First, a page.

Mercifully, I was soon astride a white mare, riding with Lucien through the spring- shrouded woods beyond the gardens. I kept a healthy distance from the fox-masked faerie on the broad path, hoping that eye of his couldn’t see through the back of his head.

The thought didn’t sit well, and I shoved it away—along with the part of me that marveled at the way the sun illuminated the leaves, and the clusters of crocuses that grew like flashes of vibrant purple against the brown and green. Those were things that weren’t necessary to my plans, useless details that only blocked out everything else: the shape and slope of the path, what trees were good for climbing, sounds of nearby water sources. Those things could help me survive if I ever needed to. But, like the rest of the grounds, the forest was utterly empty. No sign of faeries, nor any High Fae wandering around. Just as well.

“Well, you certainly have the quiet part of hunting down,” Lucien said, falling back to ride beside me. Good—let him come to me, rather than me seeming too eager, too friendly.

I adjusted the weight of the quiver strap across my chest, then ran a finger along the smooth curve of the yew bow in my lap. The bow was larger than the one I used at home, the arrows heavier and heads thicker. I would probably miss whatever target I found until I adjusted to the weight and balance of the bow.

Five years ago I’d taken the very last of my father’s coppers from our former fortune to purchase my bow and arrows. I’d since allotted a small sum every month for arrows and replacement strings.

“Well?” Lucien pressed. “No game good enough for you to slaughter? We’ve passed plenty of squirrels and birds.” The canopy above cast shadows upon his fox mask—light and dark and gleaming metal.

“You seem to have enough food on your table that I don’t need to add to it, especially when there’s always plenty left over.” I doubted squirrel would be good enough for their table.

Lucien snorted but didn’t say anything else as we passed beneath a flowering lilac, its purple cones drooping low enough to graze my cheek like cool, velvety fingers. The sweet, crisp scent lingered in my nose even as we rode on. Not useful, I told myself. Although … the thick brush beyond it would be a good hiding spot, if I needed one.

“You said you were an emissary for Tamlin,” I ventured. “Do emissaries usually patrol the grounds?” A casual, disinterested question.

Lucien clicked his tongue. “I’m Tamlin’s emissary for formal uses, but this was Andras’s shift. So someone needed to fill in. It’s an honor to do it.”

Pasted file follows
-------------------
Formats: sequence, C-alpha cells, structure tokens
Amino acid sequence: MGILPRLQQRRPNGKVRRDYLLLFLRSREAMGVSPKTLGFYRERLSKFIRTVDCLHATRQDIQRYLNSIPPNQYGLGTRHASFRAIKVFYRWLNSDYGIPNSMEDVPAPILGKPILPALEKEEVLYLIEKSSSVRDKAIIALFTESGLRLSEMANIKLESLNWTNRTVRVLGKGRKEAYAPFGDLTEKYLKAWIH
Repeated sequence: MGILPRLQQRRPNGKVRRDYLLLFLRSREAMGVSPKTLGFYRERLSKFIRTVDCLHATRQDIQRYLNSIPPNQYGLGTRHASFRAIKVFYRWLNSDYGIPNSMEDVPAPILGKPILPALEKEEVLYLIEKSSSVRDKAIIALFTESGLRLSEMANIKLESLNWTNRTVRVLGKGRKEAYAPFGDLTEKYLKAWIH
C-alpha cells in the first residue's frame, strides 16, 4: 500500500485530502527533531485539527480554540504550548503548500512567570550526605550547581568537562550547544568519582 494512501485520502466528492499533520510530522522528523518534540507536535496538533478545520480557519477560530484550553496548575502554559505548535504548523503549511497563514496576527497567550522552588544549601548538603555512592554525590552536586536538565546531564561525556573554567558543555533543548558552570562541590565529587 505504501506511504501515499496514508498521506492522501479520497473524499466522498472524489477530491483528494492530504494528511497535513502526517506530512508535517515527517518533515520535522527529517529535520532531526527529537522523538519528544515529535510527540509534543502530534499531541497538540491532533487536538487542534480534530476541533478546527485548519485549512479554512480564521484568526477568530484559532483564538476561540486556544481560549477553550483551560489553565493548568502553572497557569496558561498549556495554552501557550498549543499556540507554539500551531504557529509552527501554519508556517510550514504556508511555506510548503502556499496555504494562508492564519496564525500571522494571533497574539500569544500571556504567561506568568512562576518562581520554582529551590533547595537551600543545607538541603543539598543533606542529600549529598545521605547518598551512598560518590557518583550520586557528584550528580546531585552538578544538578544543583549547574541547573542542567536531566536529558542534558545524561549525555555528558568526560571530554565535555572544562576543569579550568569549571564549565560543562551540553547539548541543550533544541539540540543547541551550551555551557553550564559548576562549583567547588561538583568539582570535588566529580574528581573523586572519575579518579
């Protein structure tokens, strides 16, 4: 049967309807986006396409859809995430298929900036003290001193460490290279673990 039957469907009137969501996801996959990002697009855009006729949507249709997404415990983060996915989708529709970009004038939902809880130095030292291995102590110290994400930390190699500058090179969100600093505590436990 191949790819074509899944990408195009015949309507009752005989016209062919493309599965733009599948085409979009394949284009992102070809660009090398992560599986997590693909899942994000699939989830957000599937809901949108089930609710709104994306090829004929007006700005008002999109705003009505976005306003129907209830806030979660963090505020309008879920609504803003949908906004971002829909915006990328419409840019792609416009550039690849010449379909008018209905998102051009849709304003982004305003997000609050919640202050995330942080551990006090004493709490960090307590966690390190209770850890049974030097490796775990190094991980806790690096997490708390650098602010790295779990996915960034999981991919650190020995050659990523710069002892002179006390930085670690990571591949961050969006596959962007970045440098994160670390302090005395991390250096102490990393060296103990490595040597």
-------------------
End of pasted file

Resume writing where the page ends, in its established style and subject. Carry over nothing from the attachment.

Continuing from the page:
I swallowed hard. Andras had a place here, and friends here—he hadn’t been just some nameless, faceless faerie. No doubt he was more missed than I was. “I’m … sorry,” I said

—and meant it. “I didn’t know what—what he meant to you all.”

Lucien shrugged. “Tamlin said as much, which was no doubt why he brought you here.

Or maybe you looked so pathetic in those rags that he took pity on you.”

“I wouldn’t have joined you if I’d known you would use this ride as an excuse to insult me.” Alis had mentioned that Lucien could use someone who snapped back at him. Easy enough.

Lucien smirked. “Apologies, Feyre.”

I might have called him a liar for that apology had I not known he couldn’t lie. Which made the apology … sincere? I couldn’t sort it out.

“So,” he said, “when are you going to start trying to persuade me to beseech Tamlin to find a way to free you from the Treaty’s rules?”

I tried not to jolt. “What?”

“That’s why you agreed to come out here, isn’t it? Why you wound up at the stables exactly as I was leaving?” He shot me a sideways glance with that russet eye of his.

“Honestly, I’m impressed—and flattered you think I have that kind of sway with Tamlin.” I wouldn’t reveal my hand—not yet. “What are you talking—”

His cocked head was answer enough. He chuckled and said, “Before you waste one of your precious few human breaths, let me explain two things to you. One: if I had my way, you’d be gone, so it wouldn’t take much convincing on your part. Two: I can’t have my way, because there is no alternative to what the Treaty demands. There’s no extra loophole.”

“But—but there has to be something—”

“I admire your balls, Feyre—I really do. Or maybe it’s stupidity. But since Tam won’t gut you, which was my first choice, you’re stuck here. Unless you want to rough it on your own in Prythian, which”—he looked me up and down—“I’d advise against.”

No—no, I couldn’t just … just stay here. Forever. Until I died. Maybe … maybe there was some other way, or someone else who could find a way out. I mastered my uneven breathing, shoving away the panicked, bleating thoughts.

“A valiant effort,” Lucien said with a smirk.

I didn’t bother hiding the glare I cut in his direction.

We rode on in silence, and aside from a few birds and squirrels, I saw nothing—heard nothing—unusual. After a few minutes I’d quieted my riotous thoughts enough to say, “Where is the rest of Tamlin’s court? They all fled this blight on magic?”